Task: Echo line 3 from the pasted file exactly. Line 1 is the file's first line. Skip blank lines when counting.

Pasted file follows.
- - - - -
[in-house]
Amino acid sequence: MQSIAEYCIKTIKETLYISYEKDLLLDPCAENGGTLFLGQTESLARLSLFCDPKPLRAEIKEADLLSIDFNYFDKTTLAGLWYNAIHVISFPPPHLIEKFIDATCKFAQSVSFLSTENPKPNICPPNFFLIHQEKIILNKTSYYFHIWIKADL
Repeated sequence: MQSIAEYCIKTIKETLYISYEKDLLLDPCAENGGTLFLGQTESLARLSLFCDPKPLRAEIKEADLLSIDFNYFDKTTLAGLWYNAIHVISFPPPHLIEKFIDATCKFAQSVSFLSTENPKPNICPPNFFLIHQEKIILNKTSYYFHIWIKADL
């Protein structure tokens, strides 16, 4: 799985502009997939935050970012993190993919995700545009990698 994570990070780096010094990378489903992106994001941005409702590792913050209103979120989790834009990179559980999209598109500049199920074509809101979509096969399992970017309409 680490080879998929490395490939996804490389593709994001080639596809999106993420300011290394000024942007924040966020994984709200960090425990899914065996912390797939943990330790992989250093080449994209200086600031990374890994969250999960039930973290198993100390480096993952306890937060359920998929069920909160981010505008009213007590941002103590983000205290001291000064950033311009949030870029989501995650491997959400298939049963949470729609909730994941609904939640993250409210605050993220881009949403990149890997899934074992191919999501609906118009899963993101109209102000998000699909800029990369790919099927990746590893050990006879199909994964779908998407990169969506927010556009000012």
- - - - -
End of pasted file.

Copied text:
Repeated sequence: MQSIAEYCIKTIKETLYISYEKDLLLDPCAENGGTLFLGQTESLARLSLFCDPKPLRAEIKEADLLSIDFNYFDKTTLAGLWYNAIHVISFPPPHLIEKFIDATCKFAQSVSFLSTENPKPNICPPNFFLIHQEKIILNKTSYYFHIWIKADL